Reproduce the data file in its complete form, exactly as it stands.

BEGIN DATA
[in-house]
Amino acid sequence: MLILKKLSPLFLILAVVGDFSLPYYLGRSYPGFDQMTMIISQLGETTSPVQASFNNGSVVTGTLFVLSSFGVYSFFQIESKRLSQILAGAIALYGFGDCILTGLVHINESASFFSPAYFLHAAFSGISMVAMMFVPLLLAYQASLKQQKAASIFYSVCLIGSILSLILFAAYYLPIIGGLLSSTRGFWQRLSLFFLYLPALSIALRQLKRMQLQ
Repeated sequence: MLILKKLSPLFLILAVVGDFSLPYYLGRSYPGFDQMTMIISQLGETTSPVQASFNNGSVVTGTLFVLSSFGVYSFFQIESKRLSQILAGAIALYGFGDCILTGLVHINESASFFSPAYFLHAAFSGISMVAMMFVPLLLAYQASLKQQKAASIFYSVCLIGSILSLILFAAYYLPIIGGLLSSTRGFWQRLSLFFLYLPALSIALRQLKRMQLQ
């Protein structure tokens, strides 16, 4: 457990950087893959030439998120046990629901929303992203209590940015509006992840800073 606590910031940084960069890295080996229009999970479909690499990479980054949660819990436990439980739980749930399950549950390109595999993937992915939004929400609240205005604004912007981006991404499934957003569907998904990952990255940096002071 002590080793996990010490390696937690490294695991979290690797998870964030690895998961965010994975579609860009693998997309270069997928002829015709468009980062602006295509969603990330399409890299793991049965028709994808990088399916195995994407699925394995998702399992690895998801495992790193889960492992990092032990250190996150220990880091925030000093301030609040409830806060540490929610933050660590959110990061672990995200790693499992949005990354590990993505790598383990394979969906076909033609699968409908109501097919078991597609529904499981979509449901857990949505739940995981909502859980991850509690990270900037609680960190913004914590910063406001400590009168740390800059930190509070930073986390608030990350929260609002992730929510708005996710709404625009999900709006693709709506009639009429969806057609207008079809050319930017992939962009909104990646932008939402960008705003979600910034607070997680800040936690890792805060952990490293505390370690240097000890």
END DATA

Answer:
[in-house]
Amino acid sequence: MLILKKLSPLFLILAVVGDFSLPYYLGRSYPGFDQMTMIISQLGETTSPVQASFNNGSVVTGTLFVLSSFGVYSFFQIESKRLSQILAGAIALYGFGDCILTGLVHINESASFFSPAYFLHAAFSGISMVAMMFVPLLLAYQASLKQQKAASIFYSVCLIGSILSLILFAAYYLPIIGGLLSSTRGFWQRLSLFFLYLPALSIALRQLKRMQLQ
Repeated sequence: MLILKKLSPLFLILAVVGDFSLPYYLGRSYPGFDQMTMIISQLGETTSPVQASFNNGSVVTGTLFVLSSFGVYSFFQIESKRLSQILAGAIALYGFGDCILTGLVHINESASFFSPAYFLHAAFSGISMVAMMFVPLLLAYQASLKQQKAASIFYSVCLIGSILSLILFAAYYLPIIGGLLSSTRGFWQRLSLFFLYLPALSIALRQLKRMQLQ
């Protein structure tokens, strides 16, 4: 457990950087893959030439998120046990629901929303992203209590940015509006992840800073 606590910031940084960069890295080996229009999970479909690499990479980054949660819990436990439980739980749930399950549950390109595999993937992915939004929400609240205005604004912007981006991404499934957003569907998904990952990255940096002071 002590080793996990010490390696937690490294695991979290690797998870964030690895998961965010994975579609860009693998997309270069997928002829015709468009980062602006295509969603990330399409890299793991049965028709994808990088399916195995994407699925394995998702399992690895998801495992790193889960492992990092032990250190996150220990880091925030000093301030609040409830806060540490929610933050660590959110990061672990995200790693499992949005990354590990993505790598383990394979969906076909033609699968409908109501097919078991597609529904499981979509449901857990949505739940995981909502859980991850509690990270900037609680960190913004914590910063406001400590009168740390800059930190509070930073986390608030990350929260609002992730929510708005996710709404625009999900709006693709709506009639009429969806057609207008079809050319930017992939962009909104990646932008939402960008705003979600910034607070997680800040936690890792805060952990490293505390370690240097000890």